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‘Feverish Russophobia’ says Kremlin as it terms EU, US sanctions as intervention in Russia’s internal affairs
Europe, World

‘Feverish Russophobia’ says Kremlin as it terms EU, US sanctions as intervention in Russia’s internal affairs

Russian Foreign Ministry Spokeswoman Maria Zakharova has said that the feigned partnership of the European Union and the United States is based only on unbridled Russophobia, and it does not pursue any constructive solutions to any challenges. She was speaking to Vesti FM radio station on Wednesday. “This is sort of a quasi-alliance with the […]

China’s work scheme planned to reduce Uighur population density in Xinjiang says study
Analysis, Asia, Featured, World

China’s work scheme planned to reduce Uighur population density in Xinjiang says study

A study by Nankai University of China shows that the government labour programmes in Xinjiang are mostly designed to reduce the population density of the Uighur ethnic minority group.
The report provides new evidence from Chinese sources that show Xinjiang’s labor transfers to other regions or provinces in China meet the forced labor definition of the ILO.
The report indicates that labor transfers are not just serving economic purposes, but are implemented with the intention to forcibly displace the ethnic minority populations from their heartlands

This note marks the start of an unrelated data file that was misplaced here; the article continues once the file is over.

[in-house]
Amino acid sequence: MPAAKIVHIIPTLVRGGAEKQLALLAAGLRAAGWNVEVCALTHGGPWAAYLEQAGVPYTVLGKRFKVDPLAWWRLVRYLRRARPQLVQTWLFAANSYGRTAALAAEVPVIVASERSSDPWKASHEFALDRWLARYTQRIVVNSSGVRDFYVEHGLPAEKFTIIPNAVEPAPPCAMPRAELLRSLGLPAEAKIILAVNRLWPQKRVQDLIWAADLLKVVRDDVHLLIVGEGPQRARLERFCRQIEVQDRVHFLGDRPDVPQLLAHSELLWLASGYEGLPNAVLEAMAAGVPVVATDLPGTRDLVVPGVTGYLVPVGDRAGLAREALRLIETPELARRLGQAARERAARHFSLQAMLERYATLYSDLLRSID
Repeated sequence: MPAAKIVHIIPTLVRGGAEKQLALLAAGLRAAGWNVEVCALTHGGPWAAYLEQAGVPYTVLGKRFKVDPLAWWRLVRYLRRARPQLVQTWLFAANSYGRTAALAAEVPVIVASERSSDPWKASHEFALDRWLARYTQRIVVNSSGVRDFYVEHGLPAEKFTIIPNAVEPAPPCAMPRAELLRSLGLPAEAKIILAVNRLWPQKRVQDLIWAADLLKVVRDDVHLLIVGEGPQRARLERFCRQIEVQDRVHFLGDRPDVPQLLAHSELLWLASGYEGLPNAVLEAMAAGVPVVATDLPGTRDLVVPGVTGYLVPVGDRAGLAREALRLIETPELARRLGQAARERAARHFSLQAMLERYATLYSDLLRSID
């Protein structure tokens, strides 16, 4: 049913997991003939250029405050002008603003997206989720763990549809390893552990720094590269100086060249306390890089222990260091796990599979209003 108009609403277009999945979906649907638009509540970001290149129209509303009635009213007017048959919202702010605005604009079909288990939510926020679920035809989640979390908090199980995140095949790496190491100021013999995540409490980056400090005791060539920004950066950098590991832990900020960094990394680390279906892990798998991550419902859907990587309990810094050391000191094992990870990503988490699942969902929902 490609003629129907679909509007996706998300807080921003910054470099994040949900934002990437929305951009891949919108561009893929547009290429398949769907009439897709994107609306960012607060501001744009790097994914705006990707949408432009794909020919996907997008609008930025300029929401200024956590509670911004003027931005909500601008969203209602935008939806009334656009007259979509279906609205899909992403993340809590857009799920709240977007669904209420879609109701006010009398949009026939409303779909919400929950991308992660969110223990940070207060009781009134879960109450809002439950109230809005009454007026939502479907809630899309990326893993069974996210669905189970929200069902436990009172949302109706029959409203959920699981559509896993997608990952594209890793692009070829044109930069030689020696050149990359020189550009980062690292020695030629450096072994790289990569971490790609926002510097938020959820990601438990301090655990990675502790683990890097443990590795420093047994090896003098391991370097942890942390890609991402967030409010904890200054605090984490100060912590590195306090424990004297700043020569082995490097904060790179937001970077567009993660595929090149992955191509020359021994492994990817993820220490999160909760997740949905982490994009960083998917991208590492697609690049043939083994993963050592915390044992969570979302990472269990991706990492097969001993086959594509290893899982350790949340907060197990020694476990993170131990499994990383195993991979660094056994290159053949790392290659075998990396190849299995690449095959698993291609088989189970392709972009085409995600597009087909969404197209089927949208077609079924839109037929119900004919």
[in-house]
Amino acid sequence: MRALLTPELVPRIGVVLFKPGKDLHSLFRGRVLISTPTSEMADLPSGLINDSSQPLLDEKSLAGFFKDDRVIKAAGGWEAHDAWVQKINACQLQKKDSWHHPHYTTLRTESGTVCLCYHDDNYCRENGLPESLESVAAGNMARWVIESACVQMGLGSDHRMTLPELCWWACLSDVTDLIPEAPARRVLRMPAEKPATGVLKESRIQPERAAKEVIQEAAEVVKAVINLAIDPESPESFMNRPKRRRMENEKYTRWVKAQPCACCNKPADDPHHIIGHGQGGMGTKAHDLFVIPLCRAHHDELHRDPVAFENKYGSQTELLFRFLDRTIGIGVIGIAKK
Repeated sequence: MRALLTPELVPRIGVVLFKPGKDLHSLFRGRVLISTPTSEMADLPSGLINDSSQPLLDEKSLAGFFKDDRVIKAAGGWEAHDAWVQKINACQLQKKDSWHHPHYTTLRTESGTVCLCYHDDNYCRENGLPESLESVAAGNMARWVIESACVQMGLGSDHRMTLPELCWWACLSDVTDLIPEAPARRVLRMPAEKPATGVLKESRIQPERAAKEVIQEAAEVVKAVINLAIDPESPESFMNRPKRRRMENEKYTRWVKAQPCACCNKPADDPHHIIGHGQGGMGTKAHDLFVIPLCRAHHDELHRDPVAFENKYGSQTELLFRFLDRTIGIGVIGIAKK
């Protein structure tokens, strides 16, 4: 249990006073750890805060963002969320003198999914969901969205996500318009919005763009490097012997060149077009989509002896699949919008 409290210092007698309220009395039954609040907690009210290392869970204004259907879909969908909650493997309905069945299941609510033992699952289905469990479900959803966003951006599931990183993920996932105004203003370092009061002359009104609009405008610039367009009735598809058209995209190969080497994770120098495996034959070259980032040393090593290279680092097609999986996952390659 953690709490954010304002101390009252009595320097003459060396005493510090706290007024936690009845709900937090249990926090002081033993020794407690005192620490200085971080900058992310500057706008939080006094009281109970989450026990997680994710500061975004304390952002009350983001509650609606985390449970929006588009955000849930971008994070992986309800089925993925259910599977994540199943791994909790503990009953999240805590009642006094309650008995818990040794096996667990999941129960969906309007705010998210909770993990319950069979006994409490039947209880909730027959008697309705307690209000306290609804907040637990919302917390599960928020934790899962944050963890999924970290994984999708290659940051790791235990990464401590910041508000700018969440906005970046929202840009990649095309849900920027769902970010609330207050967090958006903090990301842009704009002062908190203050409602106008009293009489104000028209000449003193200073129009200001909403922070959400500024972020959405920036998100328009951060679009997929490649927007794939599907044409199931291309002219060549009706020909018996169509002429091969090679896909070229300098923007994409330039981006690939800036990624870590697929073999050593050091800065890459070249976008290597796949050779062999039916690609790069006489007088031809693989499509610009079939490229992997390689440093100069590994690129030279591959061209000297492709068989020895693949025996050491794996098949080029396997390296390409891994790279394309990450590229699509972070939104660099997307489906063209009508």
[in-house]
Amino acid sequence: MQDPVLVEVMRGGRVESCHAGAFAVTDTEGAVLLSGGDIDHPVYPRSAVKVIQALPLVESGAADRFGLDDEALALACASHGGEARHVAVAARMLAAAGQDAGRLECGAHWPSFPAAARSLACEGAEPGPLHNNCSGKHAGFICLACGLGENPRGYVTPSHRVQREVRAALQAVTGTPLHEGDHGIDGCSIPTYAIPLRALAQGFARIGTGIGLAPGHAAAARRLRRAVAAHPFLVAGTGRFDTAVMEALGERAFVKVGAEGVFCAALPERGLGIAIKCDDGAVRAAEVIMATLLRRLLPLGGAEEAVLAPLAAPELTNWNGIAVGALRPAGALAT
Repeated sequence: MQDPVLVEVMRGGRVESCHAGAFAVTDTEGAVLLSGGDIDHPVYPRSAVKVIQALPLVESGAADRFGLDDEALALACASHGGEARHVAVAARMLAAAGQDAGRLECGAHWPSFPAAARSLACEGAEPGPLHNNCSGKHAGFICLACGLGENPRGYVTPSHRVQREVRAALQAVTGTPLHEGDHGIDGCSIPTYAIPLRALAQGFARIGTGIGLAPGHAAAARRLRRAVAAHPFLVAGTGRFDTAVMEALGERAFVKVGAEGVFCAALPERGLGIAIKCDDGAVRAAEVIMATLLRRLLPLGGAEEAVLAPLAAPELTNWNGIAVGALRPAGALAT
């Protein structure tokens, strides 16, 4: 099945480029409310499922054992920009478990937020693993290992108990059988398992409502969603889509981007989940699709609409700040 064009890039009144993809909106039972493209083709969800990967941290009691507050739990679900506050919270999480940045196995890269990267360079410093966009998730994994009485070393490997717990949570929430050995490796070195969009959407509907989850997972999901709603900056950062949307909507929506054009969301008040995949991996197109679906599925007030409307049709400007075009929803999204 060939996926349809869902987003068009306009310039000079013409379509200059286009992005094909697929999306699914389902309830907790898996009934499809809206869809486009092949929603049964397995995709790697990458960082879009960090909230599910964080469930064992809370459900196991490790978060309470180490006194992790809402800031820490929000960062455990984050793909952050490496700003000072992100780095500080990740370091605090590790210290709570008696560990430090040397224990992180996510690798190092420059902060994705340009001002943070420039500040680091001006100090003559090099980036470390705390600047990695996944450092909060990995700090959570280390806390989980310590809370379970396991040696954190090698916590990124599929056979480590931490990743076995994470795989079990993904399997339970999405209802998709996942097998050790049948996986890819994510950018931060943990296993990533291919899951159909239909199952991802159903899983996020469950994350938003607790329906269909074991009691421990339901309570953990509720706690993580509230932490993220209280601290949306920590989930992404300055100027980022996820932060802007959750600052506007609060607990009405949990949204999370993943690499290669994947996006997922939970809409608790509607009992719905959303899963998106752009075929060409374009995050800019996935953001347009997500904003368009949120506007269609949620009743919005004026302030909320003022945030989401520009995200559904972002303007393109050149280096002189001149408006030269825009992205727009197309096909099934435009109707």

The ‘Pineapple’ in China’s flesh – How the tropical fruit helped Taiwan fight economic bullying by its Communist neighbour
Analysis, Asia, Featured, World

The ‘Pineapple’ in China’s flesh – How the tropical fruit helped Taiwan fight economic bullying by its Communist neighbour

China imposed a blanket ban on all imports of Taiwanese pineapples last week, alleging that “harmful organisms” had been found in the fruit.
President Tsai condemned China for its “ambush-like, unilateral notice that it would ban imports of Taiwan pineapples”, despite the fact that 99.79 percent of imported batches had passed inspection.
China’s move has been interpreted by observers in Taiwan as directed at the governing Democratic Progressive Party (DPP), which is frequently critical of China.
Taiwanese Foreign Minister Joseph Wu launched the “Freedom Pineapple” campaign on Twitter. The aim of the online campaign was to secure orders for pineapple from farmers
Taiwanese farmers received pre-orders for 41,687 tons of pineapples from companies, e-commerce platforms, and consumers, already exceeding the annual quantity of exports to China.